Tuesday, the Pentagon suspended more than 850 Saudi students from flight training in response to the deadly shooting by a Saudi student last Friday at Naval Air Station Pensacola that killed three.
FoxNews reports the Saudi national who killed three people during last week’s shooting spree at Naval Air Station Pensacola filed a complaint against one of his instructors earlier this year alleging that he had called him “Porn Stash” — a nickname that “infuriated” him, a report says.
Mohammed Alshamrani, who prepared the document with the help of two American classmates, according to The New York Times, claimed teacher James Day labeled him with the term at the end of a meteorology class in April.
In the complaint, Alshamrani wrote that Day was asking about 10 students around the room if they had any questions before dismissal. When he turned to Alshamrani, Day allegedly addressed him as “Porn Stash.”
“Laughing, he continued to ask, ‘What? Have you not seen a porn star before?’” Alshamrani reportedly wrote in the complaint. “After I did not respond, he just let go of the subject.”
ABC reports Defense Secretary Mark Esper has directed a strengthening of the vetting procedures for foreign military students studying in the United States and ordered a review of current vetting procedures in the wake of the Pensacola shooting that killed three Navy sailors and wounded eight others.
Earlier on Tuesday, the Navy confirmed the suspension of flight training for more than 300 Saudi military flight students, but it was part of a larger safety stand-down and operational pause that the Pentagon announced later in the day and that limits all 852 Saudi military students in the U.S. to receive only classroom instruction.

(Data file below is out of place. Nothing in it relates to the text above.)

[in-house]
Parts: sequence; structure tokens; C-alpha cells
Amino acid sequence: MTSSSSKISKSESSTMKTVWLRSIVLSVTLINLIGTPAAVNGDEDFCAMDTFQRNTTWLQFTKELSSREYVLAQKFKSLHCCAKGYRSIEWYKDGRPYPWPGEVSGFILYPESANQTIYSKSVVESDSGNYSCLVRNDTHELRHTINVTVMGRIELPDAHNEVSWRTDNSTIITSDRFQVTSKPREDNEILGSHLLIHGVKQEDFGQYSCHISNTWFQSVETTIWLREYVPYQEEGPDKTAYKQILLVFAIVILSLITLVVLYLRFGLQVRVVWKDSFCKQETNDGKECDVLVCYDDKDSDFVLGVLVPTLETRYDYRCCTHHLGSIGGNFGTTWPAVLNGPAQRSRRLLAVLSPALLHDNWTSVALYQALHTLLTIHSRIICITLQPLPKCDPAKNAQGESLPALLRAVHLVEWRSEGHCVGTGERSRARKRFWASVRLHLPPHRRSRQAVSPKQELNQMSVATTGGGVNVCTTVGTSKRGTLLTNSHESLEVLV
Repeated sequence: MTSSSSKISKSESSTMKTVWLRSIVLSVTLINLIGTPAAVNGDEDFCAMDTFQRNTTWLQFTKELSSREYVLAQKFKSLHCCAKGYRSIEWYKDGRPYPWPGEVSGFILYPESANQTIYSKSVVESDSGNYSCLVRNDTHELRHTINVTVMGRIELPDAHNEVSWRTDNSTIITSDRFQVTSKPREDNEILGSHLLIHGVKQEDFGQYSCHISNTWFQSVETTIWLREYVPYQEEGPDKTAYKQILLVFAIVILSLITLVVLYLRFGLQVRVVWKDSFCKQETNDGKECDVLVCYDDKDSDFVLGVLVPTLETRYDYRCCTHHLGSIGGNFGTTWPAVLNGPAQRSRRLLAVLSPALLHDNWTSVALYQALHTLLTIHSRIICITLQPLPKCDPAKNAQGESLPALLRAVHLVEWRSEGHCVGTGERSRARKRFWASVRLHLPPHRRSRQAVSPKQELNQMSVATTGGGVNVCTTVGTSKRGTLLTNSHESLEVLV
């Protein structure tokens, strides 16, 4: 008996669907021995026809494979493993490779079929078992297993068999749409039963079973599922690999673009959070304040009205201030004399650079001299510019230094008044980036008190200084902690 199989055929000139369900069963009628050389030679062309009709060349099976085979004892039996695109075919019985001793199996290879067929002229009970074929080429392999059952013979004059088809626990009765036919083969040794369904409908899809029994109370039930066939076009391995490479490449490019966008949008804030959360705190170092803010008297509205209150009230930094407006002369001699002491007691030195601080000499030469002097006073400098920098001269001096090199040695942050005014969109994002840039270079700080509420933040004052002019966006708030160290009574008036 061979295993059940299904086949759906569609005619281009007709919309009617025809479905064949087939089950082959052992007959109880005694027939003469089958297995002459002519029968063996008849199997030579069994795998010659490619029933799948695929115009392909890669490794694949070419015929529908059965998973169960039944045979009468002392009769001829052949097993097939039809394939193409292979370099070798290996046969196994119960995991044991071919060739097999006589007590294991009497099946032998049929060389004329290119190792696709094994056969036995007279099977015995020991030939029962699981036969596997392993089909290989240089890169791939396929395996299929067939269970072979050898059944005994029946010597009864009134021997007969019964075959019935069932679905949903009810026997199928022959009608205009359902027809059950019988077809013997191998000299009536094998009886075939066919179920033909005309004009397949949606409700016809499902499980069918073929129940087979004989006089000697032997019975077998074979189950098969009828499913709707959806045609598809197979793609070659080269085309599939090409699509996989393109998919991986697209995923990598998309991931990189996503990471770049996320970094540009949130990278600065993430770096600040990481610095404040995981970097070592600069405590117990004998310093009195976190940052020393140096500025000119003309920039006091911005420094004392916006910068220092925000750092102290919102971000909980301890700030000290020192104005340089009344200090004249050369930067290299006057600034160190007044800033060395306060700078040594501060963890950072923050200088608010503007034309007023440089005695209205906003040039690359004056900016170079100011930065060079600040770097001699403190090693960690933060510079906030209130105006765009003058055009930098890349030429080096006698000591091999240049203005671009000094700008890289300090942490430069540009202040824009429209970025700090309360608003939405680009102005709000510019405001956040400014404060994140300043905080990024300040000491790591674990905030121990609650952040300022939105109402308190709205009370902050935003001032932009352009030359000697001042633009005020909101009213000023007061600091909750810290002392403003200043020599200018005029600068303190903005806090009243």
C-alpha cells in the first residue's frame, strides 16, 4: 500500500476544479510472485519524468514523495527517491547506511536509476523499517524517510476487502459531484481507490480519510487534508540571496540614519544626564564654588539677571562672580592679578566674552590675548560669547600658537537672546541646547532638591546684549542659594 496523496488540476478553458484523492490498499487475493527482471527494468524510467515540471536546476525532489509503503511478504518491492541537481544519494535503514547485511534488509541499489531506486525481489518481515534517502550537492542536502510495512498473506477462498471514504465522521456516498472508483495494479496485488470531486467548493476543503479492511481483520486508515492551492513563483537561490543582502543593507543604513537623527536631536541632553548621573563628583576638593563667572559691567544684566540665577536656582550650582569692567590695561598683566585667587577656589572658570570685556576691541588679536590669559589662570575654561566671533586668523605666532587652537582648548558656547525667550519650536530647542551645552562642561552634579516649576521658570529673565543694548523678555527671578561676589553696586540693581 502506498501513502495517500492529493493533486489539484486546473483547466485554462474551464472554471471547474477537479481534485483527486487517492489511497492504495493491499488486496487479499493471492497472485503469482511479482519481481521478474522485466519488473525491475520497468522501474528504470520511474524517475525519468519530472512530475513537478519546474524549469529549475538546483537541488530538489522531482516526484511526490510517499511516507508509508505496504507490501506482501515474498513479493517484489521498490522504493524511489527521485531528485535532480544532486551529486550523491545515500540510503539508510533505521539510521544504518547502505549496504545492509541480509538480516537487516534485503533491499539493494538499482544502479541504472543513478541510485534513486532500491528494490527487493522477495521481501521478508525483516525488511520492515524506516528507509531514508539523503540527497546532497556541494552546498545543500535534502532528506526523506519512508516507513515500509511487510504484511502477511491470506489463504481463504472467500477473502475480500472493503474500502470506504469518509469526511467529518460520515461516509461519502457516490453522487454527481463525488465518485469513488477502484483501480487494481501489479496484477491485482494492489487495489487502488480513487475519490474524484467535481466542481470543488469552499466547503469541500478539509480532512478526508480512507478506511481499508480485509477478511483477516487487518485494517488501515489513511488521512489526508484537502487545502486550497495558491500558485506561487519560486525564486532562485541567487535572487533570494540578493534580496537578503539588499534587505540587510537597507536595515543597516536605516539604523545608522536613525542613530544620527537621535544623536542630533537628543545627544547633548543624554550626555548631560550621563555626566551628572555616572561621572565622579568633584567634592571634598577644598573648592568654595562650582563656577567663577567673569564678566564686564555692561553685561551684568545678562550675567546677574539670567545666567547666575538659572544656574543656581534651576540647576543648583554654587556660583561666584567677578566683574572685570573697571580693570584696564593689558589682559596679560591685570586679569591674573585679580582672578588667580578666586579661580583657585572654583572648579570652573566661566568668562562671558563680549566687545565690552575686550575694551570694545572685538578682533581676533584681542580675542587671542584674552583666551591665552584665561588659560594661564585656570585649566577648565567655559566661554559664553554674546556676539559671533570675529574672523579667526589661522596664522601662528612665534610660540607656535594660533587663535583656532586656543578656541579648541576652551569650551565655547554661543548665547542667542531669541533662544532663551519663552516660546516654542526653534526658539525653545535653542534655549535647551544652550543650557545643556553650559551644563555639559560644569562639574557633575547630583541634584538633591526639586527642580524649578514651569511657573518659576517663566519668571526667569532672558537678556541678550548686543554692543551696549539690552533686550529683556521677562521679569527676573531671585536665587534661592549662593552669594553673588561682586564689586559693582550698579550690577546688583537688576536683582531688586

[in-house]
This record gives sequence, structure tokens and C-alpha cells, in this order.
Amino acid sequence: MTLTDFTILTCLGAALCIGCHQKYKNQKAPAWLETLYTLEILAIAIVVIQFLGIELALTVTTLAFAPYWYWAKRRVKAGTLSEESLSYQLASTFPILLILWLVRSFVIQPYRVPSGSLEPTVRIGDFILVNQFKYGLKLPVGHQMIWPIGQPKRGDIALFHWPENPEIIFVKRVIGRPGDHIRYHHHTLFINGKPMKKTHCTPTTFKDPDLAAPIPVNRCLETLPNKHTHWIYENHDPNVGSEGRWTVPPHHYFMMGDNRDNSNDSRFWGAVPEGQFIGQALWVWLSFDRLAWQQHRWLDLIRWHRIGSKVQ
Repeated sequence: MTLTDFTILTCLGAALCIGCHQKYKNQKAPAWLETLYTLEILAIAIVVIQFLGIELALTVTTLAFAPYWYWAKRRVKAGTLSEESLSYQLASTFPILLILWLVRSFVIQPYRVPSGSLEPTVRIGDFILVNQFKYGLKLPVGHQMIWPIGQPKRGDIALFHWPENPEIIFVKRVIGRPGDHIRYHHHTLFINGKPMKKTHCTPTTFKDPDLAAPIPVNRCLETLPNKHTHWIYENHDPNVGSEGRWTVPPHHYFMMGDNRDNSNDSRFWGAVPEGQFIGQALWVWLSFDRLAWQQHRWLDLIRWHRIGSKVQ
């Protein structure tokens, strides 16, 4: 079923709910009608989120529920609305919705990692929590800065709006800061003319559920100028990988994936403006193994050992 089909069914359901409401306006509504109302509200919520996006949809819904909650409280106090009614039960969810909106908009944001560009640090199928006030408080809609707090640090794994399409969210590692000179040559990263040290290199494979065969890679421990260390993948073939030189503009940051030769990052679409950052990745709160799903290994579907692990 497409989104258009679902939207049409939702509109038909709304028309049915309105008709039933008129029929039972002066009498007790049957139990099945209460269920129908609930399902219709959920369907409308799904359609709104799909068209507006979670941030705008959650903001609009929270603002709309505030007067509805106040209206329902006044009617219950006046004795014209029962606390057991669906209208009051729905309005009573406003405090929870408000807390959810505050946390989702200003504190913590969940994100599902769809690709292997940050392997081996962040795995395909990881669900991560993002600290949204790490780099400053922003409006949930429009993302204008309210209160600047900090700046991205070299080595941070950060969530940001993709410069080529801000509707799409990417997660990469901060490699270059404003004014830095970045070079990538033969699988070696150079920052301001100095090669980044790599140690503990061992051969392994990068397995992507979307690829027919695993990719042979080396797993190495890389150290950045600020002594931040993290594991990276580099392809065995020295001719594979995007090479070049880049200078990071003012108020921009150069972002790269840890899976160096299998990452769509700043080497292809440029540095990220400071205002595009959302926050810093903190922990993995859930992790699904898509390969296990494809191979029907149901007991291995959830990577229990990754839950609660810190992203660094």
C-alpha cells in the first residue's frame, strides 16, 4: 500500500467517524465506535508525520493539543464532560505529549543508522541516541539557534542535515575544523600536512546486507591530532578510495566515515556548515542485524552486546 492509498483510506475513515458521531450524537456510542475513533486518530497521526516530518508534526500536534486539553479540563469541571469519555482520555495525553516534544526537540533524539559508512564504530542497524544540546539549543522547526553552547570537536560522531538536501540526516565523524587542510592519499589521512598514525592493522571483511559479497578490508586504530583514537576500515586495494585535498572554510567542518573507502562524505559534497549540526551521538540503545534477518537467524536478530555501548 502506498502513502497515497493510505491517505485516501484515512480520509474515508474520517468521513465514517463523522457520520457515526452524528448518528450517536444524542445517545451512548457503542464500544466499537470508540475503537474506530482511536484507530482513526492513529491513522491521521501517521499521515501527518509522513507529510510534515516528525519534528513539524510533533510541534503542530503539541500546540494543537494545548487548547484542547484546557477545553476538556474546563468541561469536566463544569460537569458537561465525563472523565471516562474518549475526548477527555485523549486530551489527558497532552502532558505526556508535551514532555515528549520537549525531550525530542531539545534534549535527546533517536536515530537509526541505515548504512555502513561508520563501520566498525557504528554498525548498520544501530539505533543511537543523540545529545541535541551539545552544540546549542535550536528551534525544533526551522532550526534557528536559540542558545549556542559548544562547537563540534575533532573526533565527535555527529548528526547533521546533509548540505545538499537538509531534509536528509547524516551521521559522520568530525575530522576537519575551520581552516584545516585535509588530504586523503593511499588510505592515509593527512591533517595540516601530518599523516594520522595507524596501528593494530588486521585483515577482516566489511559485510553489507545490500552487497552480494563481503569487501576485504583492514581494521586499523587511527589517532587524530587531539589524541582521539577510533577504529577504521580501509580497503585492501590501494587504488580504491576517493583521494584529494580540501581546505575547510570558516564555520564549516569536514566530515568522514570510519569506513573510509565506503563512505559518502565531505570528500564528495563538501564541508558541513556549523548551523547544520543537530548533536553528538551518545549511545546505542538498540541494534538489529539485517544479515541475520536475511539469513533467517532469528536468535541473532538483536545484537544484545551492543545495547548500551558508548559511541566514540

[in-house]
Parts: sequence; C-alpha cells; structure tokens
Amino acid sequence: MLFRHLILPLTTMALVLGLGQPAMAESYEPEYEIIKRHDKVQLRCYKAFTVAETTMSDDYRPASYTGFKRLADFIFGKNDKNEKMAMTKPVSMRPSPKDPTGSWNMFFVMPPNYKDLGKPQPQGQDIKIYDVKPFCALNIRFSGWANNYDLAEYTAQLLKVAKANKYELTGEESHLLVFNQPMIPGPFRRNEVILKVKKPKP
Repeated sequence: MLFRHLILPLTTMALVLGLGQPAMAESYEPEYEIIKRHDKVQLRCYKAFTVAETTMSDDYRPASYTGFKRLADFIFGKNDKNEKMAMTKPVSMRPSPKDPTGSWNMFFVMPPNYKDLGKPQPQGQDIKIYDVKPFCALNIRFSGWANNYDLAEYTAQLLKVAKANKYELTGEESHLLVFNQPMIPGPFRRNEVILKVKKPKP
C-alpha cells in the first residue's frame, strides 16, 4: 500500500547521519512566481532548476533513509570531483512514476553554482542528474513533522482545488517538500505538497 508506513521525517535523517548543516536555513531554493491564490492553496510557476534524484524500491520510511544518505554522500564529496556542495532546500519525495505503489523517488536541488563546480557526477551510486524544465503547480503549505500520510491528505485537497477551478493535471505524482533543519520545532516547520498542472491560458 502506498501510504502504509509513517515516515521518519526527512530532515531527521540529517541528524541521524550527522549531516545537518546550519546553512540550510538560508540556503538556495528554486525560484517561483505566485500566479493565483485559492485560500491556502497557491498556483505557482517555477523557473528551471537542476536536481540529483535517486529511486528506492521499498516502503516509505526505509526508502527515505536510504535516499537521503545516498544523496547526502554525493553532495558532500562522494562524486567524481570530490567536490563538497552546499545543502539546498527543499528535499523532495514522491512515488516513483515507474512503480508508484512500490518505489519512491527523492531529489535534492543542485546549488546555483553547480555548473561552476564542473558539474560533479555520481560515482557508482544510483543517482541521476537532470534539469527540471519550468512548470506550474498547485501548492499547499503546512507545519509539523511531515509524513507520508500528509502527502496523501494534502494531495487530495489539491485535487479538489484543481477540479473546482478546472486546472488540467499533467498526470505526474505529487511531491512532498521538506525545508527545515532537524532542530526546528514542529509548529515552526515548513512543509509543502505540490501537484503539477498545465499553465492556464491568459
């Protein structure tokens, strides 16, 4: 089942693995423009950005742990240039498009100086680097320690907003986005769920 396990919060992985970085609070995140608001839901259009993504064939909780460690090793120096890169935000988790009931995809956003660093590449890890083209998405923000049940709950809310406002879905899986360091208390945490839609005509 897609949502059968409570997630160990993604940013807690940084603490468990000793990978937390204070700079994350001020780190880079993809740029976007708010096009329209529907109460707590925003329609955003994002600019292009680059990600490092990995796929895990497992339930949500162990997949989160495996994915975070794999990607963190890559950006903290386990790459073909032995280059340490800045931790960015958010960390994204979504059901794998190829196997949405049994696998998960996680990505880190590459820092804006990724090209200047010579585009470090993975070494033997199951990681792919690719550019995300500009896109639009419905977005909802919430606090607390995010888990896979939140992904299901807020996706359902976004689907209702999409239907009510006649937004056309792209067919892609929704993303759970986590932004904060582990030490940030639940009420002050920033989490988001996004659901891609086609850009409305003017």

In a memorandum to Pentagon leadership on Tuesday, Esper directed that immediate steps to strengthen the current vetting process for international military students who train on U.S. bases and ordered a formal review of the process to be completed in 10 days. The review will look at current policies and procedures for screening foreign students and granting access to bases.
“I direct the Under Secretary of Defense for Intelligence (USD(I)) to take immediate steps to strengthen personnel vetting for International Military Students (IMS), and to complete a review within 10 days of policies and procedures for screening foreign students and granting access to our bases,” Esper said in the memo.
“These efforts will seek to more closely align IMS vetting procedures with those we apply to U.S. personnel,” he added. “With respect to specific training programs and personnel under their cognizance, the Secretaries of the Military Departments may take additional security measures as they see fit.”
In the meantime, the 852 Saudi military students at U.S. military installations will not receive any operational training and will be limited to classroom instruction as part of a security and safety stand-down by the U.S. military services.
Esper said that the Pentagon is working closely with the Saudi government in its response to Friday’s deadly shooting incident that was carried out by a young Saudi air force officer.
“The secretary has placed a very high priority on this,” a senior defense official said of the review.